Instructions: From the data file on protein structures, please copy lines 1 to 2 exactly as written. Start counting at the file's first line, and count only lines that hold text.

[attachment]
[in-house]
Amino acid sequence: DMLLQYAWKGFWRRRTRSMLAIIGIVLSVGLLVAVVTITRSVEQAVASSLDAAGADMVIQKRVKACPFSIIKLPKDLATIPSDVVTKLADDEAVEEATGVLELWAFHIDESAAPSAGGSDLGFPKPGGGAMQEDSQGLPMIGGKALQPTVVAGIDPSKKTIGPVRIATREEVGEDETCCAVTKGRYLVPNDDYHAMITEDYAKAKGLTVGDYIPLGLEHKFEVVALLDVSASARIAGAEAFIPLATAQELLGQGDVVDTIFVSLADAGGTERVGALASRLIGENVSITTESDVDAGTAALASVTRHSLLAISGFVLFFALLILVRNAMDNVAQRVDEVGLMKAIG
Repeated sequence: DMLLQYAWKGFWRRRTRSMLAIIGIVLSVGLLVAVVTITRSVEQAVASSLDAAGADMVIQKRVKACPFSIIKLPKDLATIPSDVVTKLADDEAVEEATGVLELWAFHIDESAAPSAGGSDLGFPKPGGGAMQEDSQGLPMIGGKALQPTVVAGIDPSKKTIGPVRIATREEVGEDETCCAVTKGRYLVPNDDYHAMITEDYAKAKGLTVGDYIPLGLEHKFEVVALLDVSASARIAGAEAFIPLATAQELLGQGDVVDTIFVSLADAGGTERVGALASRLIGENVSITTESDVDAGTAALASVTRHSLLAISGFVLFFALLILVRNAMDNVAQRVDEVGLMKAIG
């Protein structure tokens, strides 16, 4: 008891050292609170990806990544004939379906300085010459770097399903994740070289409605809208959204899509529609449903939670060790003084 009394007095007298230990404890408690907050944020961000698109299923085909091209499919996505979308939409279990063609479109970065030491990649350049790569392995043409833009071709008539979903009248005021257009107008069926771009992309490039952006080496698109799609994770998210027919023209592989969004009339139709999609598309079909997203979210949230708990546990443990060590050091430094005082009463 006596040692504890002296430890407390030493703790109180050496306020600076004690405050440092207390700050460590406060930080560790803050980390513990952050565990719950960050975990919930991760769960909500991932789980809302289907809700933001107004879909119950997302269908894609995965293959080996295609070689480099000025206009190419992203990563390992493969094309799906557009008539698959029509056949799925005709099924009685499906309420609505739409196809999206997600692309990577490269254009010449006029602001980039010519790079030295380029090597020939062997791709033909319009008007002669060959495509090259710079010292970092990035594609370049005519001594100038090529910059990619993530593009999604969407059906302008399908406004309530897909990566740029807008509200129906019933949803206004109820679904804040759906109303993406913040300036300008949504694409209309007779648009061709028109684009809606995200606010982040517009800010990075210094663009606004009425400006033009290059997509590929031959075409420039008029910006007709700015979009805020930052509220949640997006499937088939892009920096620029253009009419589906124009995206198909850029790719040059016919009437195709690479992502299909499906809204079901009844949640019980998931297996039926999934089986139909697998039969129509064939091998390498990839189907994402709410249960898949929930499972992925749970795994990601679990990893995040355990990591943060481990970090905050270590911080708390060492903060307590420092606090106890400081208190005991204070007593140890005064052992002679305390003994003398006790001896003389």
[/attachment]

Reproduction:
[in-house]
Amino acid sequence: DMLLQYAWKGFWRRRTRSMLAIIGIVLSVGLLVAVVTITRSVEQAVASSLDAAGADMVIQKRVKACPFSIIKLPKDLATIPSDVVTKLADDEAVEEATGVLELWAFHIDESAAPSAGGSDLGFPKPGGGAMQEDSQGLPMIGGKALQPTVVAGIDPSKKTIGPVRIATREEVGEDETCCAVTKGRYLVPNDDYHAMITEDYAKAKGLTVGDYIPLGLEHKFEVVALLDVSASARIAGAEAFIPLATAQELLGQGDVVDTIFVSLADAGGTERVGALASRLIGENVSITTESDVDAGTAALASVTRHSLLAISGFVLFFALLILVRNAMDNVAQRVDEVGLMKAIG